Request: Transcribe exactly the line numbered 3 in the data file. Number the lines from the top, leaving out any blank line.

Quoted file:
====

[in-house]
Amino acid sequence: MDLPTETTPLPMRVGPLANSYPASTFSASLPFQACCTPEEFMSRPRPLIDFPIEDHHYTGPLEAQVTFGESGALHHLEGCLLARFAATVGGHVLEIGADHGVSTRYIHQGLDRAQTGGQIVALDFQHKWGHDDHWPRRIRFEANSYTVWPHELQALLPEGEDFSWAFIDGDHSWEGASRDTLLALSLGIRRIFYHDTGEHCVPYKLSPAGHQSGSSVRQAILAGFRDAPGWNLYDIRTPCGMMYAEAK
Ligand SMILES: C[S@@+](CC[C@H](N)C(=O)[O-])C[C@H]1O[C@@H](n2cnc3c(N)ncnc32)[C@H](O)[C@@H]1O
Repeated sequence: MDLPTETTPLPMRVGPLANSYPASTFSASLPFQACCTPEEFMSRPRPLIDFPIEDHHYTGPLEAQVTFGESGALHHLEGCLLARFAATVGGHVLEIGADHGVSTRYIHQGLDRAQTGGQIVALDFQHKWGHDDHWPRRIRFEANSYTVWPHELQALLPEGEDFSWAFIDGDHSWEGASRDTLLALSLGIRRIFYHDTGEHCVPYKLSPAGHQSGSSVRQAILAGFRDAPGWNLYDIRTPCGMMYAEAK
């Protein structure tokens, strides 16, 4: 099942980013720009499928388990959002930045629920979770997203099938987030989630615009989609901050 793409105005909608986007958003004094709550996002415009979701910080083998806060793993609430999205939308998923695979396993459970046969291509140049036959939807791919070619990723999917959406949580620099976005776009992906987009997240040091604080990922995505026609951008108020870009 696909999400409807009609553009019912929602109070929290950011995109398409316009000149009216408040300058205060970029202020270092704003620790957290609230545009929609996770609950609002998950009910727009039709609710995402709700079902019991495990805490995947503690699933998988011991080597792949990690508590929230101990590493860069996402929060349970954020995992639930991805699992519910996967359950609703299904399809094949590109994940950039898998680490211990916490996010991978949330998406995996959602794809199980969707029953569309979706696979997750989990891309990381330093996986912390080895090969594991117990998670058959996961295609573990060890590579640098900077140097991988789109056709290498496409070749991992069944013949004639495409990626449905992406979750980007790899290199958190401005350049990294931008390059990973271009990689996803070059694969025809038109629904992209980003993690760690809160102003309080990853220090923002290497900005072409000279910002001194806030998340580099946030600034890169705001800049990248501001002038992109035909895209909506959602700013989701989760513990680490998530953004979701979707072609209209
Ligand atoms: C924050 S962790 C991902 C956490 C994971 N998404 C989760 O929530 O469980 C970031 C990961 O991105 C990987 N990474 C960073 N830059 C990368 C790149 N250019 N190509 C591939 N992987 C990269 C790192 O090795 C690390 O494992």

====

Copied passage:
Ligand SMILES: C[S@@+](CC[C@H](N)C(=O)[O-])C[C@H]1O[C@@H](n2cnc3c(N)ncnc32)[C@H](O)[C@@H]1O